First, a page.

J&J Shares Slip as Covid-19 Trial Pause Overshadows Outlook
(Bloomberg) -- Johnson & Johnson shares fell after the drugmaker was forced to pause its late-stage study of a coronavirus vaccine, overshadowing an improved financial outlook for the year.
The temporary halt in the trial after one participant became ill unnerved investors in spite of the company’s sound business performance and could add to concern about the rapid pace of coronavirus vaccine research. J&J said adverse events are an expected part of drug studies and that it’s investigating. The shares fell 1.9% at 11:15 a.m. in New York.
J&J was notified about the person’s illness 36 hours ago and immediately approached the independent Data Safety Monitoring Board to conduct an analysis, Chief Financial Officer Joseph Wolk said. The company also paused dosing other participants.
J&J doesn’t know whether the person received the vaccine or a placebo, as patient information remains blinded to the company at this time, Wolk said in an interview. “We need to let the independent board do their research,” he added.
Based on what is known about the trial, some information about the person who became sick could be outlined, according to analysts.
“Although we can’t pin down the age group, we can safely conclude from trial design that the participant with illness was healthy coming into the trial, and did not have comorbidities,” Evercore ISI analyst Umer Raffat said in a note.
The company is sticking to its plan to expand manufacturing capability to producing 1 billion doses a year of the adenovirus-based vaccine, Wolk said. It expects to have data about the drug’s safety and effectiveness from the 60,000-subject study before the end of the year, with potential for an emergency-use authorization in the U.S. at the outset of 2021.
J&J notified Operation Warp Speed, the White House-led effort to accelerate Covid vaccine development, and also contacted regulators in the U.S. and international markets of its plan to pause the trial. “It’s simply a notification at this point until we find out more from the independent board,” Wolk said.
The company said it had paused the trial on its own, and that it wasn’t on a regulatory hold ordered by the U.S. Food and Drug Administration.
The rosy forecast alongside the research setback underscored the health-care conglomerate’s reliance on blockbuster cancer drugs and consumer products even as the pandemic creates upheaval in other areas.
Multiple myeloma therapy Darzalex brought in $1.1 billion in third-quarter revenue, the company said Tuesday in a statement, beating analysts’ expectation of $1 billion. U.S. sales of Tylenol, the over-the-counter pain reliever and fever fighter, rose as Americans restocked their medicine cabinets for the pandemic.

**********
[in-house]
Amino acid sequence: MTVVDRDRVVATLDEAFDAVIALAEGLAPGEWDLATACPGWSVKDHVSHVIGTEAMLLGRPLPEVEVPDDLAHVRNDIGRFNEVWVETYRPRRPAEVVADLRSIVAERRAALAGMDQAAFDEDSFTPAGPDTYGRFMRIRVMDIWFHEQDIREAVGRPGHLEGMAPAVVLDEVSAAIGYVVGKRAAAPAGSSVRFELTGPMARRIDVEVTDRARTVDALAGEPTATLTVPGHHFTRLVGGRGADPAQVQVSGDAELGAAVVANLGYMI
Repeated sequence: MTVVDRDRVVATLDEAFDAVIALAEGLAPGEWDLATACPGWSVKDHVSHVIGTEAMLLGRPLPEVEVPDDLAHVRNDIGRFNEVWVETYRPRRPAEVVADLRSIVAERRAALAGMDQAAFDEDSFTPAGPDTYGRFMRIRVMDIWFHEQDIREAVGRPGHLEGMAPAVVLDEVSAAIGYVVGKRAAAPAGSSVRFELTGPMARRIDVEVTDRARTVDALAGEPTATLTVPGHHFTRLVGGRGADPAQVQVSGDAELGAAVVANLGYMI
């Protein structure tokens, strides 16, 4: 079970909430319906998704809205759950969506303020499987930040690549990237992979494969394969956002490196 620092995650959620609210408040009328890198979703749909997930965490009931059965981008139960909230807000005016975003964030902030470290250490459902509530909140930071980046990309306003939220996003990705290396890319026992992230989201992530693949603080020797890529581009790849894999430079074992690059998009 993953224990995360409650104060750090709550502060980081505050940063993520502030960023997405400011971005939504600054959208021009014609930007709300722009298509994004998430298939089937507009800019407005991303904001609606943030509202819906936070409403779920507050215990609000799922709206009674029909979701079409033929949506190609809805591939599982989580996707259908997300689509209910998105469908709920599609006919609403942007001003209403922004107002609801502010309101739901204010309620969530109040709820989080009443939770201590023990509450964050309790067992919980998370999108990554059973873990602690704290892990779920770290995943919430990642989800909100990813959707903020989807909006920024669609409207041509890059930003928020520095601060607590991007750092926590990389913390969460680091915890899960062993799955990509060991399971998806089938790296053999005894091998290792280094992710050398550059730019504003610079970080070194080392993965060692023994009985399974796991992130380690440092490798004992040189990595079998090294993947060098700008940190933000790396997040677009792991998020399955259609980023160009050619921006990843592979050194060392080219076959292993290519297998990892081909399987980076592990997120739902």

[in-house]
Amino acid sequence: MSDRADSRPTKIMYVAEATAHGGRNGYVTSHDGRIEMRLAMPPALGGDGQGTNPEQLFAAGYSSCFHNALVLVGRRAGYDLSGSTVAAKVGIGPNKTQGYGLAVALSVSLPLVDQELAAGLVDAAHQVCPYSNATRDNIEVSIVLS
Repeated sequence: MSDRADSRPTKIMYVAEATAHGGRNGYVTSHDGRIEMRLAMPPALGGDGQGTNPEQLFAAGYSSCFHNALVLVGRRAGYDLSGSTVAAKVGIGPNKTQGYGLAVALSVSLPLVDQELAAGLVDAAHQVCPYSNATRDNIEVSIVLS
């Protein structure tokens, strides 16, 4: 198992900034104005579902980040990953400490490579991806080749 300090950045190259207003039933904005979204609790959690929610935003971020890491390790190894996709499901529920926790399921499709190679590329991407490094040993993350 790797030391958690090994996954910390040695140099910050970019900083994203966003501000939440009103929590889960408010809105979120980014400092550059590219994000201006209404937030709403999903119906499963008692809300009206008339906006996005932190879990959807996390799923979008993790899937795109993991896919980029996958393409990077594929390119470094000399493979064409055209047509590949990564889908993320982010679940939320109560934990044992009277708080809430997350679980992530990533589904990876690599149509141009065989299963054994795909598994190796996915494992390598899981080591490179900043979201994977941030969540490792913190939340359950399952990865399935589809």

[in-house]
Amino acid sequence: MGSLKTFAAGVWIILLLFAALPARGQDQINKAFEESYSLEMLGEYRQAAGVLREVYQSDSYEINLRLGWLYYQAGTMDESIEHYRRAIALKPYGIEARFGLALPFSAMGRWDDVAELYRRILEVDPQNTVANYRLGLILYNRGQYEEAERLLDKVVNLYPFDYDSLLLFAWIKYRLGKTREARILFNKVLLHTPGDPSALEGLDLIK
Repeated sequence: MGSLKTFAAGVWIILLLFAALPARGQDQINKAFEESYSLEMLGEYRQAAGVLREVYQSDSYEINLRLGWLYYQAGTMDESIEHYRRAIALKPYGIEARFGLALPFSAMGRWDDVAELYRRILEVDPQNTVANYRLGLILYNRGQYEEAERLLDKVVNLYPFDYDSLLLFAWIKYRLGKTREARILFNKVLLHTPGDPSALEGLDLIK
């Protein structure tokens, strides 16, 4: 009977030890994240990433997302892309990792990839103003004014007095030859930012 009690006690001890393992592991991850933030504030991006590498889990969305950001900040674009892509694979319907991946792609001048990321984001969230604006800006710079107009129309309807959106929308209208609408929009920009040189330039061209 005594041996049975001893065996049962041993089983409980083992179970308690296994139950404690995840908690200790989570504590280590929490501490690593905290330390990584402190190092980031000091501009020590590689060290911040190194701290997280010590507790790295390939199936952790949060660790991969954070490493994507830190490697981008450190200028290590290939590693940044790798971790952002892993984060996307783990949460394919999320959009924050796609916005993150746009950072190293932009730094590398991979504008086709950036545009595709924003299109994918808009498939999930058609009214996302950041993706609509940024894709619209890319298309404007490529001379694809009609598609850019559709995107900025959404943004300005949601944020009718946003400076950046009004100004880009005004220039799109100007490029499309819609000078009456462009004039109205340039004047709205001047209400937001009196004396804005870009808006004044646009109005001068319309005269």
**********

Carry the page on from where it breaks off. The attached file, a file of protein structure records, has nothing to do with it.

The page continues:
The outbreak continued to take a toll on J&J’s medical-device unit, as persistent delays in elective procedures eroded sales in its surgery, orthopedics and vision businesses. The unit reported third-quarter revenue of $6.2 billion, a 3.9% decline year-over-year. The results were still better than analysts expected, and the company said it sees a strong recovery in the business this year.
“I think everybody kind of feared the worst back in April,” Wolk said. “We’ve seen the hospital systems react remarkably well.”
J&J boosted its full-year adjusted earnings forecast by 10 cents to $7.95 to $8.05 a share and increased its sales outlook. It’s the second time this year J&J has raised its financial guidance. Wolk said the raise reflected the company’s “balanced optimism.”
“Even if a second wave or re-emergence of Covid happened selectively, we think in pockets and hotspots, hospital systems and the health-care system overall is in a better position to manage that,” Wolk said.
Third-quarter sales at the News Brunswick, New Jersey-based company beat Wall Street expectations at $21.08 billion.
J&J also announced Tuesday that it will contribute up to an additional $1 billion to an all-in settlement amount to resolve opioid lawsuits filed and future claims by states, cities, counties and tribal governments. That’s on top of an earlier $4 billion agreement announced by a committee of state attorneys general a year ago.
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